The subtlety of nature is greater many times over than the subtlety of the senses and understanding.
What more felicitie can fall to creature Than to enjoy delight with libertie, And to be lord of all the workes of Nature, To raine in th' aire from earth to highest skie, To feed on flowres and weeds of glorious feature.
There is an allegory for historians in the diverse functions of saw, wedge, and axe. The saw works only across the years, which it must deal with one by one, in sequence. From each year the raker teeth pull little chips of fact, which accumulate in little piles, called sawdust by woodsmen and archives by historians; both judge the character of what lies within by the character of the samples thus made visible without. It is not until the transect is complete that the tree falls, and the stump yields a collective view of the century. By its fall the tree attests the unity of the hodge-podge called history. The wedge on the other hand, works only in radial splits; such a split yields a collective view of all the years at once, or no view at all, depending on the skill with which the plane of the split is chosen[...] The axe functions only at an angle diagonal to the years, and this is only for the peripheral rings of the recent past. Its special function is to lop limbs, for which both the saw and wedge are useless. The three tools are requisite to good oak, and to good history.
They know no urge of seasons; they feel no kiss of sun, no lash of wind and weather. They live forever by not living at all.
Amy Leigh Mercree
The natural world sustains me and fills me with joy.
Mehmet Murat Ildan
Flowers are like the sweet babies of the nature; they make us to smile.
There is lace in every living thing: the bare branches of winter, the patterns of clouds, the surface of water as it ripples in the breeze.... Even a wild dog's matted fur shows a lacy pattern if you look at it closely enough.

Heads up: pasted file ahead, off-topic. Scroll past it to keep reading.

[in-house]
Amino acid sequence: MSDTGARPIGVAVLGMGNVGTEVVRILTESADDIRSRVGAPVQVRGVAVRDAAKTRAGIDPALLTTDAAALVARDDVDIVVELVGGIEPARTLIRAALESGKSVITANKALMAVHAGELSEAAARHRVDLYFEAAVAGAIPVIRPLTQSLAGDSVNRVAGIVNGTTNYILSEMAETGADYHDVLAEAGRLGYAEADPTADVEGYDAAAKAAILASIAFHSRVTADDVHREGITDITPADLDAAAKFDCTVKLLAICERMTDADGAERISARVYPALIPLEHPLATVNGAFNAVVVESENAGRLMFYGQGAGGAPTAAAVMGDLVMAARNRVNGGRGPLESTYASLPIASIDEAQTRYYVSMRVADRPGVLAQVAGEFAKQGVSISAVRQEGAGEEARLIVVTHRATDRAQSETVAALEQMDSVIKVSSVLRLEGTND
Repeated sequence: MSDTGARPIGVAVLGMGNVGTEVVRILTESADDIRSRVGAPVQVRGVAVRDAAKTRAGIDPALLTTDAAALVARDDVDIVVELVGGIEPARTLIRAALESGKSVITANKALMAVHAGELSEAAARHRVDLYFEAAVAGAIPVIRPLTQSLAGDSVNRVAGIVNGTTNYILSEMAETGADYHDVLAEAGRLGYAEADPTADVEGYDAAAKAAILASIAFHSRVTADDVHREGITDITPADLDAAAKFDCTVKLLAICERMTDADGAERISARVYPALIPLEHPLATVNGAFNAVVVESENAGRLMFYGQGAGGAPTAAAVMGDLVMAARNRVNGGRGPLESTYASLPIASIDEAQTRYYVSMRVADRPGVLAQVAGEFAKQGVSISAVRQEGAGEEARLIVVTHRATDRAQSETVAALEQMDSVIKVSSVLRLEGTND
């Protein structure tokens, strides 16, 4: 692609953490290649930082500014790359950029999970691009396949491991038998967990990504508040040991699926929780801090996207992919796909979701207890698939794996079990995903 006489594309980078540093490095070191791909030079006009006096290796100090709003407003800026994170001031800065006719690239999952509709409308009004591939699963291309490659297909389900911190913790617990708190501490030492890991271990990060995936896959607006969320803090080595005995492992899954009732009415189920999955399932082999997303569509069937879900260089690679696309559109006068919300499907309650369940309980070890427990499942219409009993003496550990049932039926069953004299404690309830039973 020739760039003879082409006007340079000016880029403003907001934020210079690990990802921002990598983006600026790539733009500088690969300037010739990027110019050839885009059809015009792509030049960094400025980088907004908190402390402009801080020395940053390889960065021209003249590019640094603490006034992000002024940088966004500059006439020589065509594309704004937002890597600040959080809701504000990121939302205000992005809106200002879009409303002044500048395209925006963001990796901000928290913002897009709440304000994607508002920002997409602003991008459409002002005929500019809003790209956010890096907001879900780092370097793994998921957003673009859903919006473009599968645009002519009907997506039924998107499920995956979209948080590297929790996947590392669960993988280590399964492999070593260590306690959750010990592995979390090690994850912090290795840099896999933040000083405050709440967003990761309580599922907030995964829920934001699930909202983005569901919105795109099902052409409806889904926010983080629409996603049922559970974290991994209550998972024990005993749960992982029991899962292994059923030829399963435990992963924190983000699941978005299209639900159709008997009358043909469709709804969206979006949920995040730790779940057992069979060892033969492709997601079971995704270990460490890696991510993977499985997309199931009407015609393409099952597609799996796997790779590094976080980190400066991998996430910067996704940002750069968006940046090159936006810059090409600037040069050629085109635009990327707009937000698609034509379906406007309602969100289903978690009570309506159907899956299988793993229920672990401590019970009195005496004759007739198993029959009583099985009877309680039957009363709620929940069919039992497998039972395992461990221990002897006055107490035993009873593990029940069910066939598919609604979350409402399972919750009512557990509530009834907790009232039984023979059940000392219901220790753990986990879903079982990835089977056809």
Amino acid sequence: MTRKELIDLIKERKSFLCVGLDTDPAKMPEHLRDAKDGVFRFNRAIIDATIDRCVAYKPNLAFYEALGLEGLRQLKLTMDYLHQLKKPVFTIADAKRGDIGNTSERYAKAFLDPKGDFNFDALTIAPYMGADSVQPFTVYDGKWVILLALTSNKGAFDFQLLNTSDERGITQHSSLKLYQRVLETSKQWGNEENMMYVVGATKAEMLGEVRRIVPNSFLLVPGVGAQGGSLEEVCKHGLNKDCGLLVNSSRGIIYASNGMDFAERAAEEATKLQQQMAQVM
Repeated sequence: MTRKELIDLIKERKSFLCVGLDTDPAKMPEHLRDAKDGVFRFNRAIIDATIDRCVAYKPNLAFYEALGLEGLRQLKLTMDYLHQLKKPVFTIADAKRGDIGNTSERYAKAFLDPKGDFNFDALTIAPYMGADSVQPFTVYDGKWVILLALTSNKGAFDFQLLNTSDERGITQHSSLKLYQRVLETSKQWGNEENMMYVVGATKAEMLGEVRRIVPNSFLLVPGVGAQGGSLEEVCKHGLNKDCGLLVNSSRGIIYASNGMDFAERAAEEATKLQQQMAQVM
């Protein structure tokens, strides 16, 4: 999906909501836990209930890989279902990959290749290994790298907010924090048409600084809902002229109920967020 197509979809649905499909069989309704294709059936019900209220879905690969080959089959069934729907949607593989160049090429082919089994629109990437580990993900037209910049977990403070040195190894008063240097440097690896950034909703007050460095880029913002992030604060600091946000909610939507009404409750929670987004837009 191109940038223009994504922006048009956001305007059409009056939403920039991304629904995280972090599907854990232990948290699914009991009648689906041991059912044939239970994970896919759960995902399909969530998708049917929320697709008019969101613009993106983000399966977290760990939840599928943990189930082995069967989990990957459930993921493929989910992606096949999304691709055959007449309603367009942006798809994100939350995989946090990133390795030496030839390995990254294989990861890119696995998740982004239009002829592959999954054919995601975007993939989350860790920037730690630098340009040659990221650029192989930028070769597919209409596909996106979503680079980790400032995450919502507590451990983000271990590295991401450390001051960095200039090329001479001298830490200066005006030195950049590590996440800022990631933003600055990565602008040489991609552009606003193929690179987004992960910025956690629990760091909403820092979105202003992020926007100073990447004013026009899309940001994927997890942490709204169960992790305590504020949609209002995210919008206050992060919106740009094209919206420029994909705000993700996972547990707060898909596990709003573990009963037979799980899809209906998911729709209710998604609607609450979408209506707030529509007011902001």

Words tend to bounce off nature as they try to deliver nature's language into the hands of another language foreign to it.
Sweet is the lore which Nature brings; Our meddling intellect Mis-shapes the beauteous forms of things We murder to dissect. Enough of Science and of Art; Close up these barren leaves; Come forth, and bring with you a heart That watches and receives.
The flower is the poetry of reproduction. It is an example of the eternal seductiveness of life.
Nature declares herself in her works. What exists beyond her domain, if anything, becomes necessarily a matter of faith or imagination.
It isn't just we humans and the big animals who have their own gods. The great things of this world--rivers, mountains, lakes, forests--have their own gods as well. The very large ones have more than one god. Old Zekoi is one, because the rivers and streams that come to him have their own gods. If you deal with one god--as you now have--you will see others. Treat them with respect if they come to you. Most will not say as much, but they are often called to battle against Uusoae, the Queen of Chaos. Our tribute, prayers, and respect give them strength to keep fighting, somehow.
A wider of more altruistic attitude is very relevant in today's world. If we look at the situation from various angles, such as the complexity and inter-connectedness of the nature of modern existence, then we will gradually notice a change in our outlook, so that when we say 'others' and when we think of others, we will no longer dismiss them as something that is irrelevant to us. We will no longer feel indifferent.
There's nothing quite like the pleasure you get from plants and flower," he said to himself. "They certainly do cheer you up.
The glorious lamp of heaven, the radiant sun, Is Nature's eye.
The evening wind made such a disturbance just now, among some tall old elm-trees at the bottom of the garden, that neither my mother nor Miss Betsey could forbear glancing that way. As the elms bent to one another, like giants who were whispering secrets, and after a few seconds of such repose, fell into a violent flurry, tossing their wild arms about, as if their late confidences were really too wicked for their peace of mind.
The mighty steam-engine has its germ in the simple boiler in which the peasant prepares his food. The huge ship is but the expansion of the floating leaf freighted with its cargo of atmospheric dust; and the flying balloon is but the infant's soap-bubble lightly laden and overgrown. But the Telescope, even in its most elementary form, embodies a novel and gigantic idea, without an analogue in nature, and without a prototype in experience
Unless you understand the pain and sufferings of the people, trees, birds and the nature, how can you understand God.
Ralph Waldo Emerson
Everything in nature goes by law, and not by luck.